What am I getting at? When it comes to retirement, stop thinking of only dividends. Strive for a balanced portfolio that is focused on getting you the highest total return for your given risk level. It is less likely to be able to get a dividend yield high enough to live off the income. Even if you can get a portfolio to have a dividend yield high enough, you still are taking on an unforeseen risk with choosing value vs growth for the next coming years. As factors change in the investment world over time, so should your portfolio. Having a dividend-focused portfolio might not be as beneficial as once thought.
If you would like us to evaluate a portfolio on a value vs. growth basis, please reach out to me at firstname.lastname@example.org.
Past performance is no guarantee of future returns. Performance discussed represents total returns that include income, realized and unrealized gains and losses. Nothing presented herein is or is intended to constitute investment advice or recommendations to buy or sell any types of securities and no investment decision should be made based solely on information provided herein. There is a risk of loss from an investment in securities, including the risk of loss of principal. Different types of investments involve varying degrees of risk, and there can be no assurance that any specific investment will be profitable or suitable for an investor’s financial situation or risk tolerance. Diversification and asset allocation do not ensure a profit or protect against a loss. All performance results should be considered in light of the market and economic conditions that prevailed at the time those results were generated. Before investing, consider investment objectives, risks, fees and expenses.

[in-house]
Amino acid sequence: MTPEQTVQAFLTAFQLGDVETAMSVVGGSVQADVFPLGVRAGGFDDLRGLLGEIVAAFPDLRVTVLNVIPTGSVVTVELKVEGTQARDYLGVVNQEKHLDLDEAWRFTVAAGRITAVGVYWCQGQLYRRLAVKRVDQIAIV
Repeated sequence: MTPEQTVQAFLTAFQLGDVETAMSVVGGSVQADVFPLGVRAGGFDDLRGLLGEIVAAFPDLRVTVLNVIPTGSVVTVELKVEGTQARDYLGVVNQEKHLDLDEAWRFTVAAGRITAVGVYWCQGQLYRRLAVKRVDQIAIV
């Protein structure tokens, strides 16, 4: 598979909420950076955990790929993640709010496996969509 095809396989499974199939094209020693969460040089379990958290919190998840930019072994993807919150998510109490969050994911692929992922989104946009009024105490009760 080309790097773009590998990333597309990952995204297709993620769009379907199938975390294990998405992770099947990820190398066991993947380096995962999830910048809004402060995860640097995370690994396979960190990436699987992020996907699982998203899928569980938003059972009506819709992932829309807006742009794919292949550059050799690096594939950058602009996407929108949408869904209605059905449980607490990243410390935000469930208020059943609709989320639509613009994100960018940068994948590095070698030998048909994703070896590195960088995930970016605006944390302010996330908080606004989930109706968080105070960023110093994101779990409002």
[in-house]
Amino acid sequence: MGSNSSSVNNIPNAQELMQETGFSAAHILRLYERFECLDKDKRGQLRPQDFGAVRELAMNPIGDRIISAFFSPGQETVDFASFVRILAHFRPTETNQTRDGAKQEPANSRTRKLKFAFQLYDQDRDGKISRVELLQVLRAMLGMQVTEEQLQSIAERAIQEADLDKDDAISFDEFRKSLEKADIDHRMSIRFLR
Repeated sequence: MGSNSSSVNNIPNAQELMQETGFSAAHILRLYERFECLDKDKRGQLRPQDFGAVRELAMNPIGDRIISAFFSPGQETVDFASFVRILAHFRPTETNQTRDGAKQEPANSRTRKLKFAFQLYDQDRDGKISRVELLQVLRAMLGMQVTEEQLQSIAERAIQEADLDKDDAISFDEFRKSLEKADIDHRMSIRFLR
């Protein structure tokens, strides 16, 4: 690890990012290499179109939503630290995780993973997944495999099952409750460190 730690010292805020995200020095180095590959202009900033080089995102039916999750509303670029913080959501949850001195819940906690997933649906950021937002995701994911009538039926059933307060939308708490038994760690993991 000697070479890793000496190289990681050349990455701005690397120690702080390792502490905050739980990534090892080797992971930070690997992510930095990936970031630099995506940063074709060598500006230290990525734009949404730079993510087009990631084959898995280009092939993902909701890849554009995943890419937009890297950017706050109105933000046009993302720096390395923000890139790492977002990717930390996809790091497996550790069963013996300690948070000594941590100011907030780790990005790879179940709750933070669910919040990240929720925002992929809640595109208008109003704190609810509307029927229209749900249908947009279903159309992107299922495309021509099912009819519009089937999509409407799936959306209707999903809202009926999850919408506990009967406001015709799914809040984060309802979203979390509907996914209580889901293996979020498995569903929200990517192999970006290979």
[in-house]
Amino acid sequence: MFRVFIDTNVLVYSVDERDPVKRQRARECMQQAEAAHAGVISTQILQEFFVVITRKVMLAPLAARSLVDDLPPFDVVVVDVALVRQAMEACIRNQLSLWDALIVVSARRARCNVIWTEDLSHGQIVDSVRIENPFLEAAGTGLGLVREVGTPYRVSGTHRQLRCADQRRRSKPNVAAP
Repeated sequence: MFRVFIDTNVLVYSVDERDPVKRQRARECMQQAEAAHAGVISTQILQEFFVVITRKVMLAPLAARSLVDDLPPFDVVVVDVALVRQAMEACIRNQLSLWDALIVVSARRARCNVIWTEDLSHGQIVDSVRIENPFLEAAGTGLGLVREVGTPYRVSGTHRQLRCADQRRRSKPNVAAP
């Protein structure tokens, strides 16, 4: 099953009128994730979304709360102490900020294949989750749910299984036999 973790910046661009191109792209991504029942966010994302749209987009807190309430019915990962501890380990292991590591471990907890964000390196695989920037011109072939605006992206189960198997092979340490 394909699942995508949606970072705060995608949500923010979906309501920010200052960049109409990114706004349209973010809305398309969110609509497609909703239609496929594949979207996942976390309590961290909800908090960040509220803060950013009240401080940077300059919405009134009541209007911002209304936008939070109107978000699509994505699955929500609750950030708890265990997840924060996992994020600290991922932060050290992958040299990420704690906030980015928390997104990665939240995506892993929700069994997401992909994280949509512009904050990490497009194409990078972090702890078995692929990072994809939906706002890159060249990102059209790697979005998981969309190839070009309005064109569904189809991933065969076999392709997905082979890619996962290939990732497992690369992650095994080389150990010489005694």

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|Represents US large company stocks. It is a market-value-weighted index of 500 stocks that are traded on the NYSE, AMEX, and NASDAQ
|S&P 500® Value
|Represents US large value company stocks. Growth is measured on sales growth, ratio of earnings change to price, and momentum. It is a market-value-weighted index of the value stocks in the S&P 500® that are traded on the NYSE, AMEX, and NASDAQ
|S&P 500® Growth
|Represents US large growth company stocks. Growth is measured on sales growth, ratio of earnings change to price, and momentum. It is a market-value-weighted index of the growth stocks in the S&P 500® that are traded on the NYSE, AMEX, and NASDAQ